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Microsoft D is a declarative programming language developed by Microsoft in 2008. It was designed to serve as a textual modeling language for manipulating digital assets. It was designed to be used in conjunction with the Oslo repository to model and craft complex service-enabled applications. According to press releases from the time, D was intended as a general purpose modeling language with tools and a repository to bridge all models within an application.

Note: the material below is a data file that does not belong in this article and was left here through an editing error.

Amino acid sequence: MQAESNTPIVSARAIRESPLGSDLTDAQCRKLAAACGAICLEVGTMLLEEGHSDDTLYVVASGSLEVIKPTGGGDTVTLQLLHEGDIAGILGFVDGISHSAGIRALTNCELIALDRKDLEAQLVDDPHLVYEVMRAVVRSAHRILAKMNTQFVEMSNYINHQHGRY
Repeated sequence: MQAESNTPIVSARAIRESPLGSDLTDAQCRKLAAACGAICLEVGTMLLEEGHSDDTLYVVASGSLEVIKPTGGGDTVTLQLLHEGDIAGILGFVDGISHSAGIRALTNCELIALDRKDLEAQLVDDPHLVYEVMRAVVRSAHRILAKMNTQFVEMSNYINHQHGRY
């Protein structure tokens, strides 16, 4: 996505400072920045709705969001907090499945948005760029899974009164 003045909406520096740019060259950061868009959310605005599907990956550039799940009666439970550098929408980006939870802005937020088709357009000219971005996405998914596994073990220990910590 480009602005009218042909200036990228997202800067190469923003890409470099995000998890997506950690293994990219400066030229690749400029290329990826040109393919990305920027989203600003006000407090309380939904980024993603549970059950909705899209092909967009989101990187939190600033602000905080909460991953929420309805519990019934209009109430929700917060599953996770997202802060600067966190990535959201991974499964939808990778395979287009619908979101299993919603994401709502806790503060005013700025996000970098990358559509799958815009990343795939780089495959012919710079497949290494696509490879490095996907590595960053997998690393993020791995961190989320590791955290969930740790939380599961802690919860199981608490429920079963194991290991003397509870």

Microsoft D would enable people with no programming skills to generate the skeleton of an application from a sketch.
D represented Microsoft’s push toward more intuitive software modeling and was touted as a key component in the Oslo service-oriented architecture (SOA). The goal of D was to deliver a top modeling platform that merged the relationship between the information technology and business sectors.
Although Microsoft announced the release of D in 2008, it doesn't appear in the press again beyond the initial announcement, so it is unclear whether Microsoft renamed the language, or failed to proceed with it. Service oriented architecture, however, was a major step forward in connecting an application to data or functionality from another system.